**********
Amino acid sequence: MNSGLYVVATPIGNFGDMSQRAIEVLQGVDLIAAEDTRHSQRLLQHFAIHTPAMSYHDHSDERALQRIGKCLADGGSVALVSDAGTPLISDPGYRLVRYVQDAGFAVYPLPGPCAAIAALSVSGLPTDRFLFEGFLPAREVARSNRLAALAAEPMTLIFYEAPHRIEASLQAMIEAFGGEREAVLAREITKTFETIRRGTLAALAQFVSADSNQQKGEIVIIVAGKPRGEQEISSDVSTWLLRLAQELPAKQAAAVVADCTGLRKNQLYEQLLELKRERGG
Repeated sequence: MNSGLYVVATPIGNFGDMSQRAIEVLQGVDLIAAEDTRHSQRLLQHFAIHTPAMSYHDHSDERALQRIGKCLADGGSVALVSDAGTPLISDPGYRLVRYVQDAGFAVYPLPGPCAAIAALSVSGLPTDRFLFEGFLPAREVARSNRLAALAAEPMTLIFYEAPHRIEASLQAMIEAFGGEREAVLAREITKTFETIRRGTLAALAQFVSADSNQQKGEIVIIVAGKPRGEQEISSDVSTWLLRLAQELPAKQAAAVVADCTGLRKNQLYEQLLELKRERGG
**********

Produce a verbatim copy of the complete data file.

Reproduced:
Amino acid sequence: MNSGLYVVATPIGNFGDMSQRAIEVLQGVDLIAAEDTRHSQRLLQHFAIHTPAMSYHDHSDERALQRIGKCLADGGSVALVSDAGTPLISDPGYRLVRYVQDAGFAVYPLPGPCAAIAALSVSGLPTDRFLFEGFLPAREVARSNRLAALAAEPMTLIFYEAPHRIEASLQAMIEAFGGEREAVLAREITKTFETIRRGTLAALAQFVSADSNQQKGEIVIIVAGKPRGEQEISSDVSTWLLRLAQELPAKQAAAVVADCTGLRKNQLYEQLLELKRERGG
Repeated sequence: MNSGLYVVATPIGNFGDMSQRAIEVLQGVDLIAAEDTRHSQRLLQHFAIHTPAMSYHDHSDERALQRIGKCLADGGSVALVSDAGTPLISDPGYRLVRYVQDAGFAVYPLPGPCAAIAALSVSGLPTDRFLFEGFLPAREVARSNRLAALAAEPMTLIFYEAPHRIEASLQAMIEAFGGEREAVLAREITKTFETIRRGTLAALAQFVSADSNQQKGEIVIIVAGKPRGEQEISSDVSTWLLRLAQELPAKQAAAVVADCTGLRKNQLYEQLLELKRERGG